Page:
Laser cleaning is a technology increasingly used for a variety of applications, including welding pre- and post-treatments, coating removal, and decontamination.
One of the first laser cleaning applications dates back to the early 1970s, when it was proposed for the conservation of artworks by J. F. Asmus and L. Lazzerini through a set of practical tests carried out in Venice on encrusted stone artifacts1—until now, lasers have been used on several unique artworks. Today, the drawings of Leonardo da Vinci on the walls of the Sala delle Asse-Castello Sforzesco (Milan, Italy) are still under restoration. Different laser sources by Quanta System (El.En Group) with emission at 1064 nm and a pulse duration between 10 ns up to 120 ns are being used (see Fig. 1).
After this first sector, the technology was applied to paint stripping from airplanes by J. F. Asmus and through the years has attracted interest from a wide range of industries. The main advantage is that it is an eco-friendly, cost-effective process typically used to remove rust, paint, grease, oxide, and other contaminants from molds and metal surfaces, without the need to involve hazardous chemicals or aggressive processes such as sandblasting, which can damage the underlying material. Market reports predict the global laser cleaning market will reach almost $745 billion by 2026 at a compound annual growth rate of around 4.3%.2 The three main market drivers include the need for automated cleaning processes brought about by miniaturization and Industry 4.0, which has prompted the need to offer adaptable systems that can be used across multiple parts and processes; automotive and aerospace manufacturers’ need for a fast and simple way to treat and clean composite parts before bonding to ensure the integrity of the frame’s structure; and the need for cleaning systems for increasingly small electronic components, such as connectors, insulators, pads, and semiconductors.
Laser cleaning is based on laser ablation—the process of removing material mainly from a solid surface by irradiating it with a laser beam. Every material is composed of different molecular bonds that determine a specific ablation threshold—that is, the energy required to overcome the binding energy of the contaminant layer and decompose it. To remove the contaminant layer, the energy from the laser must be above the ablation threshold of the particular material; in general terms, as the ablation threshold increases, so does the energy required to remove the contaminant. For efficient laser cleaning, the ablation threshold of the material to be cleaned should be consistently higher than that of the material to be removed.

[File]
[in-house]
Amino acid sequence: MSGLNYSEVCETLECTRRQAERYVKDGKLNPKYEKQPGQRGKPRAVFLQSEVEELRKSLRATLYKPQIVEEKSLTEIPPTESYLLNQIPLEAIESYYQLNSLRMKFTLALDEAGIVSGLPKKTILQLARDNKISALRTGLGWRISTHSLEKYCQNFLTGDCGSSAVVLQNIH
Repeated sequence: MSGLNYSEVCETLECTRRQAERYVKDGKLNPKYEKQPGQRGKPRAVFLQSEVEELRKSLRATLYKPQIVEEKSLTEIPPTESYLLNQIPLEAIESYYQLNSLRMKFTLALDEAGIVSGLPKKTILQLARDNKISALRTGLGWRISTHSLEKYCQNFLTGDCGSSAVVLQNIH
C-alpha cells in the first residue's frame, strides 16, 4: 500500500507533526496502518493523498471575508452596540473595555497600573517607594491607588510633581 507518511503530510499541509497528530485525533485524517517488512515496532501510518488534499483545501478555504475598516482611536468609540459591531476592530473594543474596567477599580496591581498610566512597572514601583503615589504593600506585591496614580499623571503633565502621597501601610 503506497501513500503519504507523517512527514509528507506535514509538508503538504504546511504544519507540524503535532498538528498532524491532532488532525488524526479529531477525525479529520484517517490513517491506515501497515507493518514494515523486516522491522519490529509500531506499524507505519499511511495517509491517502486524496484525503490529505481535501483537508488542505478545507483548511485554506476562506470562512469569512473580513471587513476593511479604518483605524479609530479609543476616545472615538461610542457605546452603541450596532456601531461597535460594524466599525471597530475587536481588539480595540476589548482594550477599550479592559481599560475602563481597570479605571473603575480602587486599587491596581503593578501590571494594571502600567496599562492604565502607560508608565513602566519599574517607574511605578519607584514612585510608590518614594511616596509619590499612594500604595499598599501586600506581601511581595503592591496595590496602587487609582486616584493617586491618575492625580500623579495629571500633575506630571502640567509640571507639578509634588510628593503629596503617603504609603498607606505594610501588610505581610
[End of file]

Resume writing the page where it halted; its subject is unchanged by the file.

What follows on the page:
The types of lasers used for ablation vary according to the contaminant, the composition of the underlying material, the treatment required, and the surface area that needs to be cleaned. For example, near-infrared pulsed lasers of a few tens of watts (or more) are used often because they are more efficient in reaching the ablation threshold than continuous-wave lasers. At the same time, especially short pulses have the further advantage of not heating up the surface to be cleaned.
Environmental and safety issues always accompany laser ablation, as lasers vaporize materials into fumes. In the case of an oxidized metal surface, for example, the oxide particles detach from the surface and create a highly compressed plasma (ionized gas out of equilibrium), which expands and creates a shock wave that then fragments and ejects the layer of pollutant into the atmosphere. For this reason, a fume extraction system is always needed near a laser cleaning system.
Despite these issues, numerous companies are developing laser cleaning technologies. More and more users are willing to commit to an initial investment to profit from the advantages of this technology for surface cleaning.
Gweike has developed a basic version of the laser cleaning machine, which solves most of the cleaning problems. If you only basically clean rust, paint or plastic, then this machine can fully meet your requirements. For technical information Please visit https://www.gweikecnc.com/product/153.html.
Article reproduced from laserfocusworld